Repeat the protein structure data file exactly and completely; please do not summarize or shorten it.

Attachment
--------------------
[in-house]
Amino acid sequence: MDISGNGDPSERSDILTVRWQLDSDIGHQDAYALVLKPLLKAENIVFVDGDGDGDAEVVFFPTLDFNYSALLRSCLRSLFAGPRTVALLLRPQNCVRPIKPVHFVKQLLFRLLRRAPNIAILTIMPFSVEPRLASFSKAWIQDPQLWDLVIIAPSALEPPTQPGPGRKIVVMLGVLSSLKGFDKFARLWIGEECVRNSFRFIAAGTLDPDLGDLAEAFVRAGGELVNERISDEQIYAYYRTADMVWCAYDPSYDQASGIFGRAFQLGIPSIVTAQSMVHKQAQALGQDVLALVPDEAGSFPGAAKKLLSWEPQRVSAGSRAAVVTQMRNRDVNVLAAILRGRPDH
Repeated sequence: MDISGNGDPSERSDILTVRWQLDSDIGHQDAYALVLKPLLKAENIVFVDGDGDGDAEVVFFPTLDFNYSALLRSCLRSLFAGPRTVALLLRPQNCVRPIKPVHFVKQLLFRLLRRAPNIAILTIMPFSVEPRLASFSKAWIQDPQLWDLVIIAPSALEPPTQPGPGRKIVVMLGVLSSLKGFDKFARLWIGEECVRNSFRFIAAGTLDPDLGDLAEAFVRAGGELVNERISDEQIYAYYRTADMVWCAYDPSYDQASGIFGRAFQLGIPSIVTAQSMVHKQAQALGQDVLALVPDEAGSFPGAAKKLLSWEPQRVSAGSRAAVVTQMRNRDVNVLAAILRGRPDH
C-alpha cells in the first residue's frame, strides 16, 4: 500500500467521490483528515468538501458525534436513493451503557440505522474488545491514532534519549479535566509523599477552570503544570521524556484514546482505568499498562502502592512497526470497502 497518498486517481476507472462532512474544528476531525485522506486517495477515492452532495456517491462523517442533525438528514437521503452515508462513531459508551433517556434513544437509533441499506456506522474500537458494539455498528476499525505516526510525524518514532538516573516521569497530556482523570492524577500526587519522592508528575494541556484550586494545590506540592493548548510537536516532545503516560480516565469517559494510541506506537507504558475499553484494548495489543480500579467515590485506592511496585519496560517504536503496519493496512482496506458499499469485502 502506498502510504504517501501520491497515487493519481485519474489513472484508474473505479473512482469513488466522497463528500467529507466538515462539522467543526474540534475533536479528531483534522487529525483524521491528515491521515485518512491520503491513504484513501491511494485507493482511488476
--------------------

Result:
[in-house]
Amino acid sequence: MDISGNGDPSERSDILTVRWQLDSDIGHQDAYALVLKPLLKAENIVFVDGDGDGDAEVVFFPTLDFNYSALLRSCLRSLFAGPRTVALLLRPQNCVRPIKPVHFVKQLLFRLLRRAPNIAILTIMPFSVEPRLASFSKAWIQDPQLWDLVIIAPSALEPPTQPGPGRKIVVMLGVLSSLKGFDKFARLWIGEECVRNSFRFIAAGTLDPDLGDLAEAFVRAGGELVNERISDEQIYAYYRTADMVWCAYDPSYDQASGIFGRAFQLGIPSIVTAQSMVHKQAQALGQDVLALVPDEAGSFPGAAKKLLSWEPQRVSAGSRAAVVTQMRNRDVNVLAAILRGRPDH
Repeated sequence: MDISGNGDPSERSDILTVRWQLDSDIGHQDAYALVLKPLLKAENIVFVDGDGDGDAEVVFFPTLDFNYSALLRSCLRSLFAGPRTVALLLRPQNCVRPIKPVHFVKQLLFRLLRRAPNIAILTIMPFSVEPRLASFSKAWIQDPQLWDLVIIAPSALEPPTQPGPGRKIVVMLGVLSSLKGFDKFARLWIGEECVRNSFRFIAAGTLDPDLGDLAEAFVRAGGELVNERISDEQIYAYYRTADMVWCAYDPSYDQASGIFGRAFQLGIPSIVTAQSMVHKQAQALGQDVLALVPDEAGSFPGAAKKLLSWEPQRVSAGSRAAVVTQMRNRDVNVLAAILRGRPDH
C-alpha cells in the first residue's frame, strides 16, 4: 500500500467521490483528515468538501458525534436513493451503557440505522474488545491514532534519549479535566509523599477552570503544570521524556484514546482505568499498562502502592512497526470497502 497518498486517481476507472462532512474544528476531525485522506486517495477515492452532495456517491462523517442533525438528514437521503452515508462513531459508551433517556434513544437509533441499506456506522474500537458494539455498528476499525505516526510525524518514532538516573516521569497530556482523570492524577500526587519522592508528575494541556484550586494545590506540592493548548510537536516532545503516560480516565469517559494510541506506537507504558475499553484494548495489543480500579467515590485506592511496585519496560517504536503496519493496512482496506458499499469485502 502506498502510504504517501501520491497515487493519481485519474489513472484508474473505479473512482469513488466522497463528500467529507466538515462539522467543526474540534475533536479528531483534522487529525483524521491528515491521515485518512491520503491513504484513501491511494485507493482511488476